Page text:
Washington’s association with Jefferson dated back to their years in the Virginia House of Burgesses and the Continental Congress, decades prior to Washington’s terms as president. Additionally, they shared similar backgrounds as Virginia planters and passionate revolutionaries. Both men were destined to become the central figures in American political life and yet, despite these common characteristics, they represented the two divergent interpretations of the American Revolution. Washington’s experience as the commander of the Continental Army had convinced him of the necessity of a strong central government to secure American liberty, whereas Jefferson saw such a government as its greatest threat.
This disagreement also rested upon fundamental philosophical differences. Washington, by nature, was a cold-blooded realist while Jefferson was more of an lofty idealist (although Jefferson, too, proved to be a shrewd politician). Whatever can be said about Jefferson’s actions, it is clear that he was motivated more by his passionate beliefs that by pure self-interest. He dreamed of a global tide of republicanism with America leading the way as an “Empire of Liberty.’ Few Americans have ever spoke so eloquently about America’s republican ideals. “These principles,” Jefferson would later declare upon his own elevation to the presidency, “form the bright constellation which has gone before us and guided our steps through an age of revolution and reformation. The wisdom of our sages and blood of our heroes have been devoted to their attainment.”
Washington recognized Jefferson’s manifold intellectual talents, consulting him on public as well as private issues. For decades, they discussed everything from American independence and foreign policy to crop rotations and domestic gadgetry. Washington’s selection of Jefferson to be his Secretary of State was a fateful one as it catapulted Jefferson into premier status in the new government, which he would use as a springboard for his own brand of republicanism. Jefferson’s clashes with Alexander Hamilton led him to wage a secret opposition, not only against Hamilton, but indirectly against Washington.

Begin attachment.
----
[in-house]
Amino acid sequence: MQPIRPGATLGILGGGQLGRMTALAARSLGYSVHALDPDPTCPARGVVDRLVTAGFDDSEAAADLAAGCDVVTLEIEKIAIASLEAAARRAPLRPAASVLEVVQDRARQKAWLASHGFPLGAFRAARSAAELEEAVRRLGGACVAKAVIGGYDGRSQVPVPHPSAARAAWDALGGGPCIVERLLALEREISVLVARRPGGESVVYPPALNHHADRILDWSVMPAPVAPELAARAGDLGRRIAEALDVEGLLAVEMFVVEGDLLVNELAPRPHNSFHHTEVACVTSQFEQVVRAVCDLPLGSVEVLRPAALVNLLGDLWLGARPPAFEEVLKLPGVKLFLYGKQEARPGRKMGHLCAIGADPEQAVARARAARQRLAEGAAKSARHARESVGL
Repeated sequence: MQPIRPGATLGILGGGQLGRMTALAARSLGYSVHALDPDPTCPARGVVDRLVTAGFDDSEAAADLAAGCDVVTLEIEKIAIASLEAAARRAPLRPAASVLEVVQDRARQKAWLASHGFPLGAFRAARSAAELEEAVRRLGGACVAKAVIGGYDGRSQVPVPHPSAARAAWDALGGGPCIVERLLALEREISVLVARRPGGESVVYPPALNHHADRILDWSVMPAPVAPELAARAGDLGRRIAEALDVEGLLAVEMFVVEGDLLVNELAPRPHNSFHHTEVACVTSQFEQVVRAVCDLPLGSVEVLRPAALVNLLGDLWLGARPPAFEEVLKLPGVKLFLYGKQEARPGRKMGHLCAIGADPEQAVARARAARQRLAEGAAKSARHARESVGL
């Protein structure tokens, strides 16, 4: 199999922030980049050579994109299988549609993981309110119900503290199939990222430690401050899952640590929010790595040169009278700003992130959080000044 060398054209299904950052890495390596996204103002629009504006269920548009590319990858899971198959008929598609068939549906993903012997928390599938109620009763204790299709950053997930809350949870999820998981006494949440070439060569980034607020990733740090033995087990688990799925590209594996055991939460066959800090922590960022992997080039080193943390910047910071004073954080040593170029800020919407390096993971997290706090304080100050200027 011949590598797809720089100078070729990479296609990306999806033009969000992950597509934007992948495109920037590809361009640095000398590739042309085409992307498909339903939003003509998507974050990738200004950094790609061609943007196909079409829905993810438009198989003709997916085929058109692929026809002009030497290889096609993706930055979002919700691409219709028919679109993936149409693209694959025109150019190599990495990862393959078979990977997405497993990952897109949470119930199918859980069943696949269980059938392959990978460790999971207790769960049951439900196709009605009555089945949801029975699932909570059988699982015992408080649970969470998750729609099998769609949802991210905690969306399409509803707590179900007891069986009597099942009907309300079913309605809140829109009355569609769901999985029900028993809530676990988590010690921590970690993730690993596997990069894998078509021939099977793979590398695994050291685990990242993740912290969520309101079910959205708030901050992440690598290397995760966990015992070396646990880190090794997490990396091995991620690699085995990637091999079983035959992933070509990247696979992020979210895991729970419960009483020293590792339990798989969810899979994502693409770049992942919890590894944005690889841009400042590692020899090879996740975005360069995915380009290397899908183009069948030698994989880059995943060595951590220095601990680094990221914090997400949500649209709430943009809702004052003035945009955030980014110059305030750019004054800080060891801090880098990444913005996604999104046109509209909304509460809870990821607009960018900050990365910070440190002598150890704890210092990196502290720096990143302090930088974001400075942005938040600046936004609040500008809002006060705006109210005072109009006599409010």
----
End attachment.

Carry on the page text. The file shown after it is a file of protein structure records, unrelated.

While Jefferson publicly revered Washington during and after his life, his personal letters reveal a more complicated reality. Jefferson’s views on Washington fluctuated from early hero worship to awkwardness and tension, ultimately resulting in a tragic alienation between the two most famous of the founders. The lowest point came in Washington’s retirement as a letter written by Jefferson came out publicly. In it, Jefferson indirectly referred to Washington, implying that he had been duped by the British. Washington, Jefferson wrote, was like a “Samson in the field” who was seduced by “the harlot England.” The following excerpts from Jefferson’s papers reflect this difficult relationship.